This was the week the word of the year collided in slapstick hilarity with the picture of the year. Selfie! It’s the concept of the year. Maybe — given its accompanying connotations of technology, media, instantaneous global transmission, carelessness, solipsism, frivolity, youth, inappropriateness and ironic juxtaposition — it’s the concept of our age.
Selfie was last month proclaimed word of the year by Oxford University Press (take that, “twerking”!), whose word-use metrics showed a 17,000% jump in usage since last year. Oxford defined the word as “a photograph that one has taken of oneself, typically one taken with a smartphone or webcam and uploaded to a social media website.”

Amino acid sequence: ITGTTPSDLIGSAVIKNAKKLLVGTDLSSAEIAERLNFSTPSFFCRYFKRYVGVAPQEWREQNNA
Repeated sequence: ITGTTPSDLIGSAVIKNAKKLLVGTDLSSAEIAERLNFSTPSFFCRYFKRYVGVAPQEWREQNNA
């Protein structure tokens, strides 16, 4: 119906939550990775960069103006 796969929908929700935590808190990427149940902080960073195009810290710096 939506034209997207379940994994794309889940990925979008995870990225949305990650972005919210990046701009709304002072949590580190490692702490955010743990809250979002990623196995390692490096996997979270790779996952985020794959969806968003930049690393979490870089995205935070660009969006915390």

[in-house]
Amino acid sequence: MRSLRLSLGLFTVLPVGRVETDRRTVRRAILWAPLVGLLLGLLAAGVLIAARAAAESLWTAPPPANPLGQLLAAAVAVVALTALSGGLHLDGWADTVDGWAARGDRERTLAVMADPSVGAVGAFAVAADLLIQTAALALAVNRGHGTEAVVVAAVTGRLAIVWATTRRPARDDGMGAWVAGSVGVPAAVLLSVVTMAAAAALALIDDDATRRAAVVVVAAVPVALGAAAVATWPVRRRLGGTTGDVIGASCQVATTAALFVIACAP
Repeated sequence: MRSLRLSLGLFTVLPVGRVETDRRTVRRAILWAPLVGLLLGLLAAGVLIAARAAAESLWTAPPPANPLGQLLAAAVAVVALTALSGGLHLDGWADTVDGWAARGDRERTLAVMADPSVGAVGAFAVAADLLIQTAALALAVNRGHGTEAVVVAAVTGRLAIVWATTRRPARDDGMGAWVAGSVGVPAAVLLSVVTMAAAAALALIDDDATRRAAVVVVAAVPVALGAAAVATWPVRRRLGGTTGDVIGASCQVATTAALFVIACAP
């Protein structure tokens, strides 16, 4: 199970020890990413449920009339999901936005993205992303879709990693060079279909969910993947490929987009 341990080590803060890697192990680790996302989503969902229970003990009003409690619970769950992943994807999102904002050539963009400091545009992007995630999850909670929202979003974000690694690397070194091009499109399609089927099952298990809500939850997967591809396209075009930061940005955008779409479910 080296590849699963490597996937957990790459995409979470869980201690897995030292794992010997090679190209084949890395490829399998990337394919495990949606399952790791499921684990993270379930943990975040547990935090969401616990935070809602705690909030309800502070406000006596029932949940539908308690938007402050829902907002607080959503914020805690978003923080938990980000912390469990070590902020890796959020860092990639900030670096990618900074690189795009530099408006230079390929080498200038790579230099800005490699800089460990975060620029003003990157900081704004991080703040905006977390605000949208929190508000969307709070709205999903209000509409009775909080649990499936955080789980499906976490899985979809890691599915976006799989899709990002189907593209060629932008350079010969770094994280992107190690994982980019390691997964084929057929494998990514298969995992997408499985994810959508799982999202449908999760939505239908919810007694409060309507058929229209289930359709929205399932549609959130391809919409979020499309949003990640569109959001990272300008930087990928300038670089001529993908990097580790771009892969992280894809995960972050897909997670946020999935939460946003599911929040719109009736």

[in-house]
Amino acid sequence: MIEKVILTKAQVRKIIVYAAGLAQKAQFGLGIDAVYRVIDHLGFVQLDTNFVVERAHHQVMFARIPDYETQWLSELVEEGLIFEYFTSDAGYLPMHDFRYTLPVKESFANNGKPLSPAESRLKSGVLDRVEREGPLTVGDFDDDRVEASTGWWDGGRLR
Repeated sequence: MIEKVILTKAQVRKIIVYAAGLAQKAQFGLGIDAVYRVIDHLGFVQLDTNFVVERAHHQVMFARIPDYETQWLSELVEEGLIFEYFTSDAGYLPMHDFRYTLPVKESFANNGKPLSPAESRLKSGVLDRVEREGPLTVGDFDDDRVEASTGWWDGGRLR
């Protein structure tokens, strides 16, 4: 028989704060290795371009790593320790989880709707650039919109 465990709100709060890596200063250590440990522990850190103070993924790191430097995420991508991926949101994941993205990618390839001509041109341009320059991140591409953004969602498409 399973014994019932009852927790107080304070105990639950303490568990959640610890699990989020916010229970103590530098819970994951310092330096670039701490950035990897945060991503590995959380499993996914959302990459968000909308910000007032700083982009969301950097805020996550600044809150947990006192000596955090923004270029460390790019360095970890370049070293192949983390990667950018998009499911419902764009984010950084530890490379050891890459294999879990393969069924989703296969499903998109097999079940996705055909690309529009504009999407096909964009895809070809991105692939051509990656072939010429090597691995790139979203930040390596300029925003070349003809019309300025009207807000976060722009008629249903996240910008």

Three weeks later, President Obama starred in what is now the most infamous selfie of all time, one taken by a pretty, party-faced blonde named Helle Thorning-Schmidt, who turned out to be the prime minister of a country experts have identified as “Denmark.” Flanking her in a photographer’s snapshot of her selfie were Obama and, to her right, in the Kevin James role as chubby-faced sidekick of this farce, the clueless UK Prime Minister David Cameron, the oaf who once left his 8-year-old daughter alone in a pub.
Let’s not understate the magnitude of Obama’s accomplishment. For this to become the Selfie of the Year of the Selfie took some doing. Let’s review the competition.